Despite all the horror stories of backpackers partying non stop and indulging in drunk river tubing, Vang Vieng is actually a really pretty place. And I’m not talking about the downtown party streets – they truly are lined with cheap bars showing reruns of Friends all day long. But the area surrounding Vang Vieng – the river, the mountains, the countryside – is gorgeous. And one of the best ways to see the area is by going kayaking in Vang Vieng.
Vang Vieng is famous for tubing. Every afternoon, the crowds take tuk tuks out of town and tube down the Nam Song river. They stop at a bar here and there, listen to awful techno music while getting drunk (and high) on the way. The town is working hard to clean up its act, many of the bars have been shut down and it’s not as crazy anymore as it used to be. You CAN have a good time river tubing even if you’re not a twenty-something backpacker looking for a party. However, if you really want to relax and enjoy the river, my personal recommendation is to try kayaking instead (or hey, do kayaking in addition to tubing!).
Go kayaking in the morning
To tell you the truth, we mainly went in the morning because that’s the time our lovely guest house host suggested. But we soon realised it was a great choice: Firstly, it wasn’t as unbelievably hot yet as it gets in the afternoon. That’s a good thing, even when you’re in or on the water. Secondly, we had the river almost to ourselves. Most of the way, we were the only people on the river. We just came across a few locals taking a bath in the river or searching for river weed (more on that later). Only on the last stretch, almost back in town, did we come across a few early tubing people. Lastly – and this is important – most of the bars were not open yet, which meant the dreaded techno music was very limited. The majority of the time, we enjoyed the river in silence. Nature as it should be.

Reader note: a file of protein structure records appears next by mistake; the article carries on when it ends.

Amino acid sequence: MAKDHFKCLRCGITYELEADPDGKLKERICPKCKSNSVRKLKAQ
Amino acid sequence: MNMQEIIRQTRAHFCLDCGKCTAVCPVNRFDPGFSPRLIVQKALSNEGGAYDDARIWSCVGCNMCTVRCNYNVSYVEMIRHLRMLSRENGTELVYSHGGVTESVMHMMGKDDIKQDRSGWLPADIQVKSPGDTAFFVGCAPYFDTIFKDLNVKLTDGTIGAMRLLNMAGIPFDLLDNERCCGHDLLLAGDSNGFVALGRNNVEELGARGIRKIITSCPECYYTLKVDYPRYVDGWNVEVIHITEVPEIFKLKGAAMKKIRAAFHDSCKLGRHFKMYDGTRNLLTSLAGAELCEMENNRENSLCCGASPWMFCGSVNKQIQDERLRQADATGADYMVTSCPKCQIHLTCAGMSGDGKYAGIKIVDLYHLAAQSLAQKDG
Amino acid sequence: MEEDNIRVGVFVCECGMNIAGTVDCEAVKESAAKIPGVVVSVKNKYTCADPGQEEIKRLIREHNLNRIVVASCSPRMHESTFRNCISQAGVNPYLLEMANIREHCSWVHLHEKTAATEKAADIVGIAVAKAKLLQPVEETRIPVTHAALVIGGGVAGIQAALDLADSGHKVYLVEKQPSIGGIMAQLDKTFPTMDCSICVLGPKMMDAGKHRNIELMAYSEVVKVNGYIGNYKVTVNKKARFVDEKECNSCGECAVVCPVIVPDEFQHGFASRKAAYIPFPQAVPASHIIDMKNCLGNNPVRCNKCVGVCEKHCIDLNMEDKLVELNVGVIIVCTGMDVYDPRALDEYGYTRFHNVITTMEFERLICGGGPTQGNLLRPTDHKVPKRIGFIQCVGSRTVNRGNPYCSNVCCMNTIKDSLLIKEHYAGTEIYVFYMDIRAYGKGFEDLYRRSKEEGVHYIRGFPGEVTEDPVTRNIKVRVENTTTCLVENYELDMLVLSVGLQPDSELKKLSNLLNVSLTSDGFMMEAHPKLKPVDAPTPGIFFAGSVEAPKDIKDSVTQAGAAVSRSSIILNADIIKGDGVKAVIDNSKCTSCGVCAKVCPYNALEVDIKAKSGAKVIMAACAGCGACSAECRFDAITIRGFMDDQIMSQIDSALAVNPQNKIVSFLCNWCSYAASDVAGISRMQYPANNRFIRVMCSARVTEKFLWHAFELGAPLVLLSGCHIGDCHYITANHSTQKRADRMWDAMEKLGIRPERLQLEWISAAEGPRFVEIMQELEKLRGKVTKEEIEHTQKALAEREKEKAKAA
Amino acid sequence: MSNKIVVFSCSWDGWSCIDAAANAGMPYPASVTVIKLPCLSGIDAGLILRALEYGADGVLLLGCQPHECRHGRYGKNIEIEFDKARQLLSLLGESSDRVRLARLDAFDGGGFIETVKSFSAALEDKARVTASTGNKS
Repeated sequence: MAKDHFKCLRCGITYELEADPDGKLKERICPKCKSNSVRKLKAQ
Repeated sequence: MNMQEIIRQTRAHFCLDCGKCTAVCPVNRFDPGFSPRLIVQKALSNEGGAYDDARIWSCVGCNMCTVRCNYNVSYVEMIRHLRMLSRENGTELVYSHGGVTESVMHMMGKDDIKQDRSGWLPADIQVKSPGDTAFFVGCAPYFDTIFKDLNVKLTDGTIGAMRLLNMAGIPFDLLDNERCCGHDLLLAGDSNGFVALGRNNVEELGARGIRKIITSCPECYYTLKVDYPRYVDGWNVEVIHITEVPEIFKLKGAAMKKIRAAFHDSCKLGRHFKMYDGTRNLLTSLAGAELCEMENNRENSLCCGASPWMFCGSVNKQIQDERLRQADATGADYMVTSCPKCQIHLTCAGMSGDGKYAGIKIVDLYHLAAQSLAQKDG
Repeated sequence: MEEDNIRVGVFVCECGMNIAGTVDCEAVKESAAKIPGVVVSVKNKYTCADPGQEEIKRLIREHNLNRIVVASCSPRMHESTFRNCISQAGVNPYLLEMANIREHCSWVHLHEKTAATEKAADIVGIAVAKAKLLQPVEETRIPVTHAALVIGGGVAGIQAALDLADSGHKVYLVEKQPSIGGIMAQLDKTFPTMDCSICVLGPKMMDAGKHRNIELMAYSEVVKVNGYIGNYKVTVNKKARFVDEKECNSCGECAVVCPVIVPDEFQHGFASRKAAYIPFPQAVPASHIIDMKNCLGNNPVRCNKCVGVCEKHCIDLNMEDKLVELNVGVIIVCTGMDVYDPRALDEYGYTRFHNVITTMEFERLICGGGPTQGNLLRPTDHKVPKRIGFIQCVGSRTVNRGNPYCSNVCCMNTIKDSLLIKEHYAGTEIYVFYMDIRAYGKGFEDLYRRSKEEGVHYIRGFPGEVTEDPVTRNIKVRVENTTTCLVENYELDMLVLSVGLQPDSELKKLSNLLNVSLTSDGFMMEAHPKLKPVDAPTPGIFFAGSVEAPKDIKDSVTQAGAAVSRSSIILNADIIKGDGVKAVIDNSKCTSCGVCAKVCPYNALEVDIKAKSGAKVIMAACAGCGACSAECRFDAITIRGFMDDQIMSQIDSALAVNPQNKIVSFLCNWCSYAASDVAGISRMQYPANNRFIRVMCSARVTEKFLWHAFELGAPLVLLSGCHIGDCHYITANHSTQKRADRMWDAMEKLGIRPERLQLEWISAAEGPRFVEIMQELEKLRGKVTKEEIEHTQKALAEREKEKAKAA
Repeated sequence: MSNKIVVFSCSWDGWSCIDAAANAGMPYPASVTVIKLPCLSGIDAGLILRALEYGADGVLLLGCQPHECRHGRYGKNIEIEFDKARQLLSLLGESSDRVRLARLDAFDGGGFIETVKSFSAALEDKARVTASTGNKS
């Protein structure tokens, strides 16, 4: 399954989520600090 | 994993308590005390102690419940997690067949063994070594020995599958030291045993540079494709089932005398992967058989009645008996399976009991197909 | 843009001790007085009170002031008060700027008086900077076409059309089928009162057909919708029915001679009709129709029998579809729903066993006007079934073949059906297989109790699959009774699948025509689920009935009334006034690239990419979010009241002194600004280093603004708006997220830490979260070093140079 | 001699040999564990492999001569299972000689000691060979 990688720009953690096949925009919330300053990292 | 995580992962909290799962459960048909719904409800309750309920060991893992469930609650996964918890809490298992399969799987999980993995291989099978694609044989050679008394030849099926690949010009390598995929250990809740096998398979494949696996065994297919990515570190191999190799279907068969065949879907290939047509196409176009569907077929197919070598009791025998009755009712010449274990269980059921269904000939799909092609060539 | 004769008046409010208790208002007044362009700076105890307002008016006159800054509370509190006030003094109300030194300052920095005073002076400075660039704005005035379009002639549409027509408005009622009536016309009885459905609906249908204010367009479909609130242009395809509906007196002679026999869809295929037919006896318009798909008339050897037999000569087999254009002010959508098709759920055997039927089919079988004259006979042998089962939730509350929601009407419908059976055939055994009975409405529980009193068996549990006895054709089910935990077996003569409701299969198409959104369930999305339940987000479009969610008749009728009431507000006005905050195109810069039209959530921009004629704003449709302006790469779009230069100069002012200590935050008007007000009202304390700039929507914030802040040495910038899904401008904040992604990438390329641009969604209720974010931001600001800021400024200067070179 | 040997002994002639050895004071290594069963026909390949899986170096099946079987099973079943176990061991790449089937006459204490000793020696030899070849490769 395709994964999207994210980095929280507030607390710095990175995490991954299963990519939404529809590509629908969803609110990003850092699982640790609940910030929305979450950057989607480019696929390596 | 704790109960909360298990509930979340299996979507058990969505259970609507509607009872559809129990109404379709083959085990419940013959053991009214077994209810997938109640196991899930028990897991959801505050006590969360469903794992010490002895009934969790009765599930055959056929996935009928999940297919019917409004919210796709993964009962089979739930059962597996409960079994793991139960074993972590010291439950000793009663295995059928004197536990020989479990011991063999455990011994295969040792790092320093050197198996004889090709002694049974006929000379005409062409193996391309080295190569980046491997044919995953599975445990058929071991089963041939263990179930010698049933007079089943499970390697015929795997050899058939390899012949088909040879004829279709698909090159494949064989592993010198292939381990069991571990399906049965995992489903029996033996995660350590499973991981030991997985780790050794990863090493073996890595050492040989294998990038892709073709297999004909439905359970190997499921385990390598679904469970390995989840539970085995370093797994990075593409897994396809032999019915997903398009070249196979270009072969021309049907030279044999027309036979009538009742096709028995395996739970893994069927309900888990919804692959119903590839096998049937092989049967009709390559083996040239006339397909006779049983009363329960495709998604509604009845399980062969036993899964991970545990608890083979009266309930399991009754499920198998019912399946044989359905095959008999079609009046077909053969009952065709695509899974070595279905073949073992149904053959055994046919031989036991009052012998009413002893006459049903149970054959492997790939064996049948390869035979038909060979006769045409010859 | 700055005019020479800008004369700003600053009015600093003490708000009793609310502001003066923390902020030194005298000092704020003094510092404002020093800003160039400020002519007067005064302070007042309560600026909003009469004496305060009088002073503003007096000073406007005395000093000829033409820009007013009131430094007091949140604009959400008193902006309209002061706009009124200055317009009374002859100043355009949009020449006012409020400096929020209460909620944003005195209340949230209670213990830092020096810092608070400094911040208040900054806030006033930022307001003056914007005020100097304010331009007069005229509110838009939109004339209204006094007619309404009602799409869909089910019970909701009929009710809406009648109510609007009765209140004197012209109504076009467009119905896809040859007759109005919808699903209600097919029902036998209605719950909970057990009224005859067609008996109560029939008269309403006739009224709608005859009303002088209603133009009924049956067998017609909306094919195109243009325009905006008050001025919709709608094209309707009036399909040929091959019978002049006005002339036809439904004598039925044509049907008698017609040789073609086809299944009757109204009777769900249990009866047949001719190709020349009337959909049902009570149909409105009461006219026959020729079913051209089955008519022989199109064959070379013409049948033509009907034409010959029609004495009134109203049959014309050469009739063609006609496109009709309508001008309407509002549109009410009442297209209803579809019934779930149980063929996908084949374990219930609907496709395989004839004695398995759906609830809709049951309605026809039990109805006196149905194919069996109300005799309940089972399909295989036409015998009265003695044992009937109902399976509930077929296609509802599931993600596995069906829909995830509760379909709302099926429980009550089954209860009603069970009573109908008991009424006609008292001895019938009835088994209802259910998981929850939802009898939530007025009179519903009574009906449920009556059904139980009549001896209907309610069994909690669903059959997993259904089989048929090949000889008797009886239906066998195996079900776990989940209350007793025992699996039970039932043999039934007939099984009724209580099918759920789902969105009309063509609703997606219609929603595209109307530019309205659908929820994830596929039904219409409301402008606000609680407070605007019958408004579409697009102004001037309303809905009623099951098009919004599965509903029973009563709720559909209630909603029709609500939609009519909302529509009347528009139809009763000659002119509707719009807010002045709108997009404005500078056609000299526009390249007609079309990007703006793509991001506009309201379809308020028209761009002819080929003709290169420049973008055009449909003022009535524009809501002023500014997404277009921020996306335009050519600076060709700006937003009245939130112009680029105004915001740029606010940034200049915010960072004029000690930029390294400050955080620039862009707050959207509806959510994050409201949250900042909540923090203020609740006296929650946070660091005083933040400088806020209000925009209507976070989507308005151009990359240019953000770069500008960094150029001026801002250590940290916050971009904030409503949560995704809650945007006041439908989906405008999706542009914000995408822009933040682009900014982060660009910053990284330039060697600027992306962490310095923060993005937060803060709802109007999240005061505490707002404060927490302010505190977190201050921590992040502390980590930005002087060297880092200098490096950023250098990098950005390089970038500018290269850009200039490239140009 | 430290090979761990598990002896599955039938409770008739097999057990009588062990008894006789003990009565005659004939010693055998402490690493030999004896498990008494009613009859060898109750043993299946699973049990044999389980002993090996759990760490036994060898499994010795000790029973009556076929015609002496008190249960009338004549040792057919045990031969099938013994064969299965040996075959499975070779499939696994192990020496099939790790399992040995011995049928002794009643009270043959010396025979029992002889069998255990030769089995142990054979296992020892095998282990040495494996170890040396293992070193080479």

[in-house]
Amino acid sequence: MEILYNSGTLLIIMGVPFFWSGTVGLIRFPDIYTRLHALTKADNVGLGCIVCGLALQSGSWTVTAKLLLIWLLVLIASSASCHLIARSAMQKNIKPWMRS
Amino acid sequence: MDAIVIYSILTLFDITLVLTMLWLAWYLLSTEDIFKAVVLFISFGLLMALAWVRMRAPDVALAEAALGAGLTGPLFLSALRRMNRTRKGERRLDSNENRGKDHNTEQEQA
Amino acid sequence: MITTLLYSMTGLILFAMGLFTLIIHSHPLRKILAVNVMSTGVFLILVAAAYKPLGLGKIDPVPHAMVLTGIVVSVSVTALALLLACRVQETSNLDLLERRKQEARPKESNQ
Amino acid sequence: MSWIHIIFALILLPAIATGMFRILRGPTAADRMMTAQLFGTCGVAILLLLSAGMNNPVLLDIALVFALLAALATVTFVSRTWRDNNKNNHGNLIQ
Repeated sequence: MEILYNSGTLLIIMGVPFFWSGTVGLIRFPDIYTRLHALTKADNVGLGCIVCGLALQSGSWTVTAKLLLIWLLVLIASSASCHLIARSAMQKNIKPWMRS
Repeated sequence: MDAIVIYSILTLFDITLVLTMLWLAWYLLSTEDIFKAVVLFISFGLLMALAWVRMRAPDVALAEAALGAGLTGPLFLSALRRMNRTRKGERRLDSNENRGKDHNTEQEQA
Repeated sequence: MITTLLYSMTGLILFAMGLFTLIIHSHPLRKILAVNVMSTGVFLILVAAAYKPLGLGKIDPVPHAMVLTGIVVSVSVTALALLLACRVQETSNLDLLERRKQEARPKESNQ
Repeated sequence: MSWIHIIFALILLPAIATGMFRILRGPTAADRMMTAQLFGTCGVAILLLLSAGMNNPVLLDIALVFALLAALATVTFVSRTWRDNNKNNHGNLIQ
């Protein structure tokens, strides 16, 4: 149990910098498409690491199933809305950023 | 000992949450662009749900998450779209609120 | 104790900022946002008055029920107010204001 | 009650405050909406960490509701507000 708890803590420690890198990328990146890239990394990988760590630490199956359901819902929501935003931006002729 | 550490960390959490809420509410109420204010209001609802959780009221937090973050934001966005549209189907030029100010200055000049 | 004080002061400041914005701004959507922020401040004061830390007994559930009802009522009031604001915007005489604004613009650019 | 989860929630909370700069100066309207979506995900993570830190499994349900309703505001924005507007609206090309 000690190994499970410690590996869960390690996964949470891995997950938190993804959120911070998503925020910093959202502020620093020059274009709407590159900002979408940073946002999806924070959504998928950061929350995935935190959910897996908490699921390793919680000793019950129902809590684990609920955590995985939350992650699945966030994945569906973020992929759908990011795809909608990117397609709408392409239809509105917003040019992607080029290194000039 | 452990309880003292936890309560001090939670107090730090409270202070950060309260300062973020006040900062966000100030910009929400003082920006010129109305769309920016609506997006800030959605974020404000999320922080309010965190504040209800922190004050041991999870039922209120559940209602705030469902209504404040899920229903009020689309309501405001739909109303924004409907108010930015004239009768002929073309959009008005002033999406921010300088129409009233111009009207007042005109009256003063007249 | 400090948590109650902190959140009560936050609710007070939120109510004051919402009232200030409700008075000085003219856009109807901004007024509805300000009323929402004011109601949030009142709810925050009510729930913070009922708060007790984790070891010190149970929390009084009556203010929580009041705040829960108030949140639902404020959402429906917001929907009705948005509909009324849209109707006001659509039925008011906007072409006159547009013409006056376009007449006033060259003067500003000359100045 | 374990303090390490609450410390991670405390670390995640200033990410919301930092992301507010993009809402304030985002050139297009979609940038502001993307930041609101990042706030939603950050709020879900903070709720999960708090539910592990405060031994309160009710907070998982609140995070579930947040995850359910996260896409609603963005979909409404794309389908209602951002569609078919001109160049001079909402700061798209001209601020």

Why kayaking is better than tubing
What I liked about kayaking in Vang Vieng was that being in a kayak and having paddles gave us a bit of control. We had gone tubing in Kasi the week before, and three of us completely wiped out in a current that we just didn’t see early enough. I wasn’t happy. In the kayak, I felt more in control and safer. The paddles also allowed us a bit more speed where the current was slow, which was good, as it was dry season. We did see a few tubers getting stuck on the way and having to get out and swim or walk. And of course, it was also a bit of a workout – though I must admit I took full advantage of the fact that we shared a double kayak. I spent almost more time taking photos and admiring the scenery than I did paddling. But that’s what I have a strong partner for, right?
Impressions from our day of kayaking in Vang Vieng
The company we went with picked us up at our guest house and drove our group to the outskirts of town with all our equipment
This is what the river is like in the dry season. In some spots, the water is very shallow – we actually grounded our kayak a couple of times.
Getting ready for our kayaking session
Off we go!
Our guide was apparently concerned about us getting too hot in sunny Laos weather. He kept splashing everyone with his paddle!
Not a bad backdrop for a kayaking photo!
The views from the river are stunning. Surrounded by green mountains.
There aren’t many bars left, most of them have been closed down. But there are enough there for a short break whenever you need one. And they will help you get your kayak or tube to shore.
Our trusty kayaks waiting for us at our only bar stop. Even that was quite short as none of us were very keen on the techno playing at full power!
Me being a lazy kayaker and posing rather than paddling
A closed down bar by the river
More stunning scenery
See? An empty river. Perfect, quiet place for kayaking, if you time it right
This is quintessential Laos: Intense green mountains right next to the river
Luckily, our kayaks were a bit sturdier than these boats. Have to admit these are more photogenic though!
Anyone else always feel like a turtle with life vests that are too big?
This woman is searching for river weed. It’s a Lao specialty. They mash it up, make thin sheets of it, dry it and toast it, making it really crispy. It’s usually served with a spicy tomato dip and perfect paired with some Luang Prabang sausage. And it’s way nicer than it sounds!
Fake looking mountain – it is in fact real.
Nearly back in town, passing through underneath a Lao high tech bridge
What’s the best place you’ve ever gone kayaking in?